And while projects like the park have yet to enter active development, representatives from both Edmonton and Enoch say the relationship feels tangibly different.

“This has created a foundation for continuing work and assigned it to individuals who make it part of their day-to-day work,” says Minks. “That’s what really makes the difference.”

“It’s not a nice-to-have, this relationship. It has meaning and purpose,” he says. “People make it part of the work that they do.”

The three Taza villages will have a host of mixed-use development, including space for retail, offices, residential, entertainment and recreation. Photo courtesy of Canderel Management.

“As a result of this work, we have shifted the way we work together as neighbours for the long term,” says Morgan Bamford, who participates in the working group as an Indigenous relations consultant for the City of Edmonton. “Enoch Cree Nation and the City of Edmonton have been neighbouring communities for generations, but 2016 was the first time our leaders made an official commitment to establish a new, formalized relationship as neighbours based on mutual respect.”

“The benefits are a stronger, more united voice for business and government, with better access to funding and more opportunities at a local level, along with less duplication of services.” —Marissa Lawrence, senior program officer with CEDI

Encouraging new partnerships between First Nations and municipalities in Alberta isn’t restricted to the province’s two biggest cities. The Dene Tha’ First Nation is spread across three communities in northwest Alberta. One community, Bushe River, borders the Town of High Level, which has a population of more than 3,900 people and is approximately 740 kilometres northwest of Edmonton. Since 2018, leaders and officials from Dene Tha’ and High Level have met bi-annually for day-long workshops to learn from and with one another, as well as to discuss coordinating and cooperating on joint community economic development initiatives.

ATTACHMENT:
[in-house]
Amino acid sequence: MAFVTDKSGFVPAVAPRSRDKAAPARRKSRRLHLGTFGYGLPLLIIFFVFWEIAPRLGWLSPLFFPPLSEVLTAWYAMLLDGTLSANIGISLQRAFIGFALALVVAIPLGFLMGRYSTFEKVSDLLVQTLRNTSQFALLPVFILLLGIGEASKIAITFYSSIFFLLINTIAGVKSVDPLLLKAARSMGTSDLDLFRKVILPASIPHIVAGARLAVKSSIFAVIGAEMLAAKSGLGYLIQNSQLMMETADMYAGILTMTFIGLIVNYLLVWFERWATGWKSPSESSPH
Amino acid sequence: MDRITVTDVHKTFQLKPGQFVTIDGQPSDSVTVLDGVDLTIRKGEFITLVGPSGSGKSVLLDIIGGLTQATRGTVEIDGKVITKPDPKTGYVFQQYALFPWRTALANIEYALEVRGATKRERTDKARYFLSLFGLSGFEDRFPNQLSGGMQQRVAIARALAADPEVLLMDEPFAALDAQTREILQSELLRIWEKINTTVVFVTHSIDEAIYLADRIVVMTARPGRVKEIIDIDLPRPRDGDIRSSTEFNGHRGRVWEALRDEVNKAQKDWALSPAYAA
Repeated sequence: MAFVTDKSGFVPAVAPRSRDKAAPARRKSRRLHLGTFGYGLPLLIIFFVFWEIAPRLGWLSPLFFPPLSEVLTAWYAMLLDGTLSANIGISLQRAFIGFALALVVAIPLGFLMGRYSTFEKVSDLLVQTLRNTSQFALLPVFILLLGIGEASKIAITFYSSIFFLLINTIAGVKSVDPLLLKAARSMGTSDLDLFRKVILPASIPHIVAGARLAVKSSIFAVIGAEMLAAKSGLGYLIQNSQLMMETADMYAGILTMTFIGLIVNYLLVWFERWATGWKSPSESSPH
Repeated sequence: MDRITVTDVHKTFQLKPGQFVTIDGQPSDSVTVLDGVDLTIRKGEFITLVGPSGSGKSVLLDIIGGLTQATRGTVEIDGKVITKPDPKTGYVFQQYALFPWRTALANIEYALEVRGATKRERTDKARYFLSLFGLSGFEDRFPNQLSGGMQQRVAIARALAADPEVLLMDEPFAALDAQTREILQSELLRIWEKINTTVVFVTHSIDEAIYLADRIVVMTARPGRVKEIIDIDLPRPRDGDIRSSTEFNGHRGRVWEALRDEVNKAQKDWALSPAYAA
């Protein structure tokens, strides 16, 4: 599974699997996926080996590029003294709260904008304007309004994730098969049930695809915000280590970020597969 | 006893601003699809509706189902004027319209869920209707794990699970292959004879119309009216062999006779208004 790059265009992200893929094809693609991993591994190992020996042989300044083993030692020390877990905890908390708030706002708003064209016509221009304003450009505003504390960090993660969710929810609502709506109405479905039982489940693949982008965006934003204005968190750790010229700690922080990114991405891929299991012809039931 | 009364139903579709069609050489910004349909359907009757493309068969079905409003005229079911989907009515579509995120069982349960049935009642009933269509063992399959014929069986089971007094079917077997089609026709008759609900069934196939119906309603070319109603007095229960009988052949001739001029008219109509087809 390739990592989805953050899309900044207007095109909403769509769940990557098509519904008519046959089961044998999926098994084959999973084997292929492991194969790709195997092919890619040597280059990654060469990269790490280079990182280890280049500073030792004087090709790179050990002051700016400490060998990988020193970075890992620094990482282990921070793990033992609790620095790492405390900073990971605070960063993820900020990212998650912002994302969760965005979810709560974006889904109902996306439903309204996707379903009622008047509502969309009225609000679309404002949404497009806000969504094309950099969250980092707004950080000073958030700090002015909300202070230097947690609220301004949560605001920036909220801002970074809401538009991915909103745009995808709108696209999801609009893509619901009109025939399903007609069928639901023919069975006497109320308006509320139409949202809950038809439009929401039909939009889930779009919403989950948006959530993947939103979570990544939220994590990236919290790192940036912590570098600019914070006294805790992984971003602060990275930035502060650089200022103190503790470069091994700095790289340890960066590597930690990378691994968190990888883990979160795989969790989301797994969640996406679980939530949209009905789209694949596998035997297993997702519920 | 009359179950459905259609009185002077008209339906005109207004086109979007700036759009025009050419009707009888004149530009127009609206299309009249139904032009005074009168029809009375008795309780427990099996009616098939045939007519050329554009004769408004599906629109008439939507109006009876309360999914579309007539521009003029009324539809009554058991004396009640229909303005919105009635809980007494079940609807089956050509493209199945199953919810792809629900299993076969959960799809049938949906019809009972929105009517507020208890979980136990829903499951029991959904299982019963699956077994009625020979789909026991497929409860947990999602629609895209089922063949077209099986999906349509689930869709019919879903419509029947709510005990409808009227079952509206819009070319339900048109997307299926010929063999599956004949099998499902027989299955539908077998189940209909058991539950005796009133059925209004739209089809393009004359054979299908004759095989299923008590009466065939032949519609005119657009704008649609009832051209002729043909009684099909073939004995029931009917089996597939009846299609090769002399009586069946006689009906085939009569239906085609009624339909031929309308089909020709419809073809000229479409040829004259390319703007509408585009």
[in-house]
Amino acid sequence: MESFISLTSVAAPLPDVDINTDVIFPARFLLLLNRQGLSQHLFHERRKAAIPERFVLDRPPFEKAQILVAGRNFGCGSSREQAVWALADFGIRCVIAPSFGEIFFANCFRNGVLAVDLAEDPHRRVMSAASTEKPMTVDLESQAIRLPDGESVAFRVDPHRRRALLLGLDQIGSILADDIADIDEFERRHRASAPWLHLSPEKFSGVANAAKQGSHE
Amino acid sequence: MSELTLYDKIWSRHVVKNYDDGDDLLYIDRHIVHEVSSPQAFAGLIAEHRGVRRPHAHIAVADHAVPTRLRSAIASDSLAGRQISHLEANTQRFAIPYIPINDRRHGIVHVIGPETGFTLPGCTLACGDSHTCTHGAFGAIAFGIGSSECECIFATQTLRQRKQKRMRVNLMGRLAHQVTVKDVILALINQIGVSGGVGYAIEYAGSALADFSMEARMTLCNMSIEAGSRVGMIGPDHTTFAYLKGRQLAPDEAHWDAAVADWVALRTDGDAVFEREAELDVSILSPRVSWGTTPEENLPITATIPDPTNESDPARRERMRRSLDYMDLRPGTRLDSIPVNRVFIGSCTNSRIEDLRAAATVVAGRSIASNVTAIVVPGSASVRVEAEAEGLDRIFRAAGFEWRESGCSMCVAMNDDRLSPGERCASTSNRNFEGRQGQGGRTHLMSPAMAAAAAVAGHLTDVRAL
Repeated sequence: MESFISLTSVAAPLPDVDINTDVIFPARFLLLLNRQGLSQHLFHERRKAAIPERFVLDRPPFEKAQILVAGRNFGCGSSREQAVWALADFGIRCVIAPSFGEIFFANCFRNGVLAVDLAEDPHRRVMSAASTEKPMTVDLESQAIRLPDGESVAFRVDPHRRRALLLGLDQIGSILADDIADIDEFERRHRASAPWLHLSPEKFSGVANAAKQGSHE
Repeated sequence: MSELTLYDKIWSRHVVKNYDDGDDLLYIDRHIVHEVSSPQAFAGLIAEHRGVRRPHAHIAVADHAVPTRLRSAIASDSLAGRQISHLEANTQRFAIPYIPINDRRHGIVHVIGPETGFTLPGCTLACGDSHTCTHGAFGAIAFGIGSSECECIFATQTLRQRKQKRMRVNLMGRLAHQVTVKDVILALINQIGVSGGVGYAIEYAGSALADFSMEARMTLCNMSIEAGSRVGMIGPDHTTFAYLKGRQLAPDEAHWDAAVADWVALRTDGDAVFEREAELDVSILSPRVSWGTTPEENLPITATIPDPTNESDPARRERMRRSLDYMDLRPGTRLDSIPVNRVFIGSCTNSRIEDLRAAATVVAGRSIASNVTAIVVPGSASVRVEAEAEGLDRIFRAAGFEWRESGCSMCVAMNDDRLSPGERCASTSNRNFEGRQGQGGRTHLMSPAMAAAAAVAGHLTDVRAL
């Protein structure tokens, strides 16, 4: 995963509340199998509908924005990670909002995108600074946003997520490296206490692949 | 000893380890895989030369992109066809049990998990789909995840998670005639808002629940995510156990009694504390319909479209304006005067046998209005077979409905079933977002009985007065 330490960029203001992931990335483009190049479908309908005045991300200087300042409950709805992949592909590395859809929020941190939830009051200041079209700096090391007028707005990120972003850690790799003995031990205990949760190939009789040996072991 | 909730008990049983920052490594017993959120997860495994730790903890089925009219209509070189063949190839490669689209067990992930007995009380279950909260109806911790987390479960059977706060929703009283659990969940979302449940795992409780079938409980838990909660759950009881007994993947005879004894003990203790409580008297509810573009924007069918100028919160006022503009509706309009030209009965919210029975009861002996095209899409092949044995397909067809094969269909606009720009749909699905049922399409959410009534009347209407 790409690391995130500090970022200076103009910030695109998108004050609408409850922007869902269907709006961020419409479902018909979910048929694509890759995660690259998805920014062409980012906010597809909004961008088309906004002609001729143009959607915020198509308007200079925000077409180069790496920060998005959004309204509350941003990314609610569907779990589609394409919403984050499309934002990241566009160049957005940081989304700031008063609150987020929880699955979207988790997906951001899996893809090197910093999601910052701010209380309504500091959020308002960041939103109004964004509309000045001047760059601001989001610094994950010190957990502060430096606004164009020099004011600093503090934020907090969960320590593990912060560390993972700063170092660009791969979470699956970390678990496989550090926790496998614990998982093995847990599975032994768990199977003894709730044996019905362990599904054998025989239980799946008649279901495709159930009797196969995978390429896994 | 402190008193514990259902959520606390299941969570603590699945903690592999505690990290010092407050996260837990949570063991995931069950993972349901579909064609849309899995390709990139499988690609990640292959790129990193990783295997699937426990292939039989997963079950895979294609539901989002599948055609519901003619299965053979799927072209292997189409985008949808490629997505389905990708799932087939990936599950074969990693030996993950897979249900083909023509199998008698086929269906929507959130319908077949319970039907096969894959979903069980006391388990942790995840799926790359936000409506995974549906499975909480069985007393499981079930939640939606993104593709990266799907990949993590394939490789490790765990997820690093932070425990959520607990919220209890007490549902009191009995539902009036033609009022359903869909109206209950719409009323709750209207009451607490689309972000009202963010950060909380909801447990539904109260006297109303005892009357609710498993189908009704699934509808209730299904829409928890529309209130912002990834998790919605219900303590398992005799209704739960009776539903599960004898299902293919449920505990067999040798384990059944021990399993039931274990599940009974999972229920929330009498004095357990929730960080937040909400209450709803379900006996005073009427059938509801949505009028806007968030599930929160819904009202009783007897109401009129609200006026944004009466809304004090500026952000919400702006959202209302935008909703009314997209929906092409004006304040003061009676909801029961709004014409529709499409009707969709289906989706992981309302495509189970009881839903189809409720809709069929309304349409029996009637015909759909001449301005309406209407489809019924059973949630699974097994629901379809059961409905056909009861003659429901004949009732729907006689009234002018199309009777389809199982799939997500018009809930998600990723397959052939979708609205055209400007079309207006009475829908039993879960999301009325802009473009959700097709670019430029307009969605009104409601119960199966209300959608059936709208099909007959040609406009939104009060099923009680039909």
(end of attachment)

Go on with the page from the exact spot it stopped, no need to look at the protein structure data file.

“They’re our neighbours,” says Jordan Asels, economic development officer with Dene Tha’. “We do a lot of business with them and we wanted to take that relationship to another level.”

Asels began working at Dene Tha’ just when the meetings were beginning, and he’s seen the partnership grow and strengthen firsthand.

“I remember our very first meeting. It was very divided — people sat with people who they knew, from their communities,” he says. “Then you go in there today, everyone is mixed, laughing, having a good time.”

Getting to know their neighbours and working with them is paying dividends for both Dene Tha’ and High Level. The two communities are cooperating on a wide range of projects, including a joint emergency response plan, a new recreation centre and wastewater distribution. The water project, which includes a water pipeline to the Dene Tha’ community of Bushe River, is scheduled to finish in the spring of 2021, while the recreation centre is in the design phase.

“For myself, I’ve made a great number of contacts within the town,” says Asels. “A relationship like this, it’s very beneficial for both communities. I’d hope a number of different Nations and municipalities would see the value of it.”

The partnerships described above are all as unique as the parties involved in each one. But they do share a conspicuous common feature: they are relatively recent developments. In the case of the Enoch-Edmonton and Dene Tha’- High Level relationships, there is also a common origin point: the First Nations-Municipal Community Economic Development Initiative, commonly known as CEDI.

CEDI was jointly created by the Federation of Canadian Municipalities (FCM) – an advocacy group representing over 2,000 Canadian municipalities – and the Council for the Advancement of Native Development Officers (Cando) – a national Indigenous-led organization supporting economic development officers working in Indigenous communities and organizations – in response to growing interest from FCM members in collaborating with their First Nations neighbours.